The Underground Economy: Minimizing the Size of Government
AbstractIn this paper we outline the results of some extensive econometric modelling that has been undertaken to establish a time-series of the size of the New Zealand Hidden Economy from 1968 to 1994. The derivation of these data has facilitated a good deal of associated research, and here we draw on those findings to comment, in particular, on the relationship between taxation policy and the effects taxes - in terms of both the overall tax burden and also the nature of the "tax mix", as between direct and indirect taxes, etc.. Our research in this area has revealed a clear and statistically significant link between high taxes and the size of the underground economy. Moreover, we have been able to establish the extent to which reductions in the tax burden, and changes to its "mix", can lower illicit activity in the economy. Interestingly, and very importantly, this in turn enables us to establish an "optimal" aggregate tax rate, if the objective is maximize the impact on the Hidden Economy. Many of the broad lessons that emerge from this research have applicability in the Canadian context, and more specific work of this type with Canadian data is currently being undertaken by the author and colleagues.
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Bibliographic InfoPaper provided by Department of Economics, University of Victoria in its series Econometrics Working Papers with number 9801.
Length: 18 pages
Date of creation: 31 Mar 1998
Date of revision:
Publication status: Published in H. Grubel (ed.), "How to Spend the Fiscal Dividend: What is the Optimal Size of Government?" (Fraser Institute, Vancouver, B.C., 1998).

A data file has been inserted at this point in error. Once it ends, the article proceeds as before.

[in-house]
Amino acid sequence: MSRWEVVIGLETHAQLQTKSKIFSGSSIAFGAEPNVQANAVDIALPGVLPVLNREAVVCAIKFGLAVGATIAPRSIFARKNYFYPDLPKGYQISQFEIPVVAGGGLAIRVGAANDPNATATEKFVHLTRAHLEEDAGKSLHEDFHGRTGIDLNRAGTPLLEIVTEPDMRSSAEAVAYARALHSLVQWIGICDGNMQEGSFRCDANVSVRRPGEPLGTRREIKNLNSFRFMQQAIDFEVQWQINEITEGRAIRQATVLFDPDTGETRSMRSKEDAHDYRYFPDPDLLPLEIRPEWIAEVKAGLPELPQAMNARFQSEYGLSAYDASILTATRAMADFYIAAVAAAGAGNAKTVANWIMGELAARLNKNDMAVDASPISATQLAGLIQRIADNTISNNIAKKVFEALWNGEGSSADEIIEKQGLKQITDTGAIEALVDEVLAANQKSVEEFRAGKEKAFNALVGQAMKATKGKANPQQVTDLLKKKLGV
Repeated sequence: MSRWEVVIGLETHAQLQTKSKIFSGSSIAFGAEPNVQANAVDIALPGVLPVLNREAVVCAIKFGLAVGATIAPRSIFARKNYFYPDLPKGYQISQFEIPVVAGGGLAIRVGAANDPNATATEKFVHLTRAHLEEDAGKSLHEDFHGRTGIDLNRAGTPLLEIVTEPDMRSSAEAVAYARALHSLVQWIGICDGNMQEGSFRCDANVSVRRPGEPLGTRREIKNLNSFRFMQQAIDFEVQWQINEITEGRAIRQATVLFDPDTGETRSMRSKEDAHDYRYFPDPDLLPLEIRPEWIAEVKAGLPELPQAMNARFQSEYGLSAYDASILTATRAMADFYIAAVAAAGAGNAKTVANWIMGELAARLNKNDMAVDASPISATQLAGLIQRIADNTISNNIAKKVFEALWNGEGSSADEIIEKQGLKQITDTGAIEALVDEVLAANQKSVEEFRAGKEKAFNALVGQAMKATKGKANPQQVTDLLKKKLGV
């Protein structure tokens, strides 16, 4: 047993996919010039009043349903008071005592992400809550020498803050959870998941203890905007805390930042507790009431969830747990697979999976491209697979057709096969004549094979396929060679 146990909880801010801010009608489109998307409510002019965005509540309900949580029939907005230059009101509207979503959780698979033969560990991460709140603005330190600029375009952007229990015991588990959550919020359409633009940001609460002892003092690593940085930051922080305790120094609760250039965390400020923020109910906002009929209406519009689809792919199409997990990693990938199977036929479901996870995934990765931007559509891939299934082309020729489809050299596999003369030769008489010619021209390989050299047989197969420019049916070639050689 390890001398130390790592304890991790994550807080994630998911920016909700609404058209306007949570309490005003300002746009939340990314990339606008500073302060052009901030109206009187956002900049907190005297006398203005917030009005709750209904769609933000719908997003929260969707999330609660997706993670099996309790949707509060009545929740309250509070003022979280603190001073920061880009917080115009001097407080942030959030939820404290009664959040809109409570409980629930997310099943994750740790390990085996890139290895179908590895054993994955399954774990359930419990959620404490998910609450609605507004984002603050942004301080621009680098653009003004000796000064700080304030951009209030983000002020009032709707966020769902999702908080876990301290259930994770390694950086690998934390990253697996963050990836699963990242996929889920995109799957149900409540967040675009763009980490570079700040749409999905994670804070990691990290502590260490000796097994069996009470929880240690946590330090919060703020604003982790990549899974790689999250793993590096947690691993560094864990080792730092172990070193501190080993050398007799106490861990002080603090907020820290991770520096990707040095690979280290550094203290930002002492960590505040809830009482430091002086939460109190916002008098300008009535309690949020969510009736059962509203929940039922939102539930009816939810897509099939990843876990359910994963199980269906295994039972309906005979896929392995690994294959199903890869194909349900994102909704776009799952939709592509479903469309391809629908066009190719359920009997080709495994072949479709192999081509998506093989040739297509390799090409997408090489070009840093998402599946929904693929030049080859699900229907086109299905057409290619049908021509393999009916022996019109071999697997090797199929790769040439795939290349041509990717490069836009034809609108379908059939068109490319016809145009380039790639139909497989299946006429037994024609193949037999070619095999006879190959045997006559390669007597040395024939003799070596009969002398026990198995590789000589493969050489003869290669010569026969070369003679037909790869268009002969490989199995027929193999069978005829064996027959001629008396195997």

Note: ISSN 1485-6441. This is a revised version of a presentation to the Fraser Institute Conference on "How to Spend the Fiscal Dividend", Ottawa, Ontario, December 1997
Contact details of provider:
Postal: PO Box 1700, STN CSC, Victoria, BC, Canada, V8W 2Y2
Web page: http://web.uvic.ca/econ
More information through EDIRC
Hidden Economy; Underground Economy; Tax Evasion; Tax Gap;
Other versions of this item:
- David E. A. Giles, 1998. "The Underground Economy: Minimizing the Size of Government," Econometrics Working Papers 9808, Department of Economics, University of Victoria.
- David E.A. Giles, 1998. "The Underground Economy: Minimizing the Size of Government," Department Discussion Papers 9801, Department of Economics, University of Victoria.
- C5 - Mathematical and Quantitative Methods - - Econometric Modeling
- H1 - Public Economics - - Structure and Scope of Government
- H2 - Public Economics - - Taxation, Subsidies, and Revenue
This paper has been announced in the following NEP Reports:
- NEP-ALL-1998-10-19 (All new papers)
- NEP-EEC-1998-10-19 (European Economics)
- NEP-POL-1998-10-19 (Positive Political Economics)
Please report citation or reference errors to , or , if you are the registered author of the cited work, log in to your RePEc Author Service profile, click on "citations" and make appropriate adjustments.:
- Phillip Cagan, 1958. "The Demand for Currency Relative to the Total Money Supply," Journal of Political Economy, University of Chicago Press, vol. 66, pages 303.